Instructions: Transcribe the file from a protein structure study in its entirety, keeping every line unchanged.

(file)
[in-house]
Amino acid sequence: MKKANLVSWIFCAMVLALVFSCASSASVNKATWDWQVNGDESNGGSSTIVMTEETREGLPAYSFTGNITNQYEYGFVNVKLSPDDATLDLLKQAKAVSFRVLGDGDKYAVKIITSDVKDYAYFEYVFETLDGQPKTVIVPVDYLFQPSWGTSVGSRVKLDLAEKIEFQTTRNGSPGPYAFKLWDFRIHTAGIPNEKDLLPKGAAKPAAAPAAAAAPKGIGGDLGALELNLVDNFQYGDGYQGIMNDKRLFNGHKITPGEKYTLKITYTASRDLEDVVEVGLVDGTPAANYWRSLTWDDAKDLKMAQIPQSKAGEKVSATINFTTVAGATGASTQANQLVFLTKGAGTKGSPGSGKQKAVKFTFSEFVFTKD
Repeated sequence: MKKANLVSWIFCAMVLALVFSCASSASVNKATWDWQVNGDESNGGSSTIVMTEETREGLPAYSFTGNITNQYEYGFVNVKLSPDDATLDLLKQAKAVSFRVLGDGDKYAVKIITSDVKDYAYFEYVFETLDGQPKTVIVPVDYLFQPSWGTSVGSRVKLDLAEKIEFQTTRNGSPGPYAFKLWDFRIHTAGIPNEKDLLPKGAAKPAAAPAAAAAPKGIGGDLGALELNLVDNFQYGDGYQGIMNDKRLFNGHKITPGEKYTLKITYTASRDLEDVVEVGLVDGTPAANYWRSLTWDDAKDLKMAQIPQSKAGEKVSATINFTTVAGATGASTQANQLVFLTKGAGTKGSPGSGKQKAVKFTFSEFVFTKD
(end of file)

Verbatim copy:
[in-house]
Amino acid sequence: MKKANLVSWIFCAMVLALVFSCASSASVNKATWDWQVNGDESNGGSSTIVMTEETREGLPAYSFTGNITNQYEYGFVNVKLSPDDATLDLLKQAKAVSFRVLGDGDKYAVKIITSDVKDYAYFEYVFETLDGQPKTVIVPVDYLFQPSWGTSVGSRVKLDLAEKIEFQTTRNGSPGPYAFKLWDFRIHTAGIPNEKDLLPKGAAKPAAAPAAAAAPKGIGGDLGALELNLVDNFQYGDGYQGIMNDKRLFNGHKITPGEKYTLKITYTASRDLEDVVEVGLVDGTPAANYWRSLTWDDAKDLKMAQIPQSKAGEKVSATINFTTVAGATGASTQANQLVFLTKGAGTKGSPGSGKQKAVKFTFSEFVFTKD
Repeated sequence: MKKANLVSWIFCAMVLALVFSCASSASVNKATWDWQVNGDESNGGSSTIVMTEETREGLPAYSFTGNITNQYEYGFVNVKLSPDDATLDLLKQAKAVSFRVLGDGDKYAVKIITSDVKDYAYFEYVFETLDGQPKTVIVPVDYLFQPSWGTSVGSRVKLDLAEKIEFQTTRNGSPGPYAFKLWDFRIHTAGIPNEKDLLPKGAAKPAAAPAAAAAPKGIGGDLGALELNLVDNFQYGDGYQGIMNDKRLFNGHKITPGEKYTLKITYTASRDLEDVVEVGLVDGTPAANYWRSLTWDDAKDLKMAQIPQSKAGEKVSATINFTTVAGATGASTQANQLVFLTKGAGTKGSPGSGKQKAVKFTFSEFVFTKD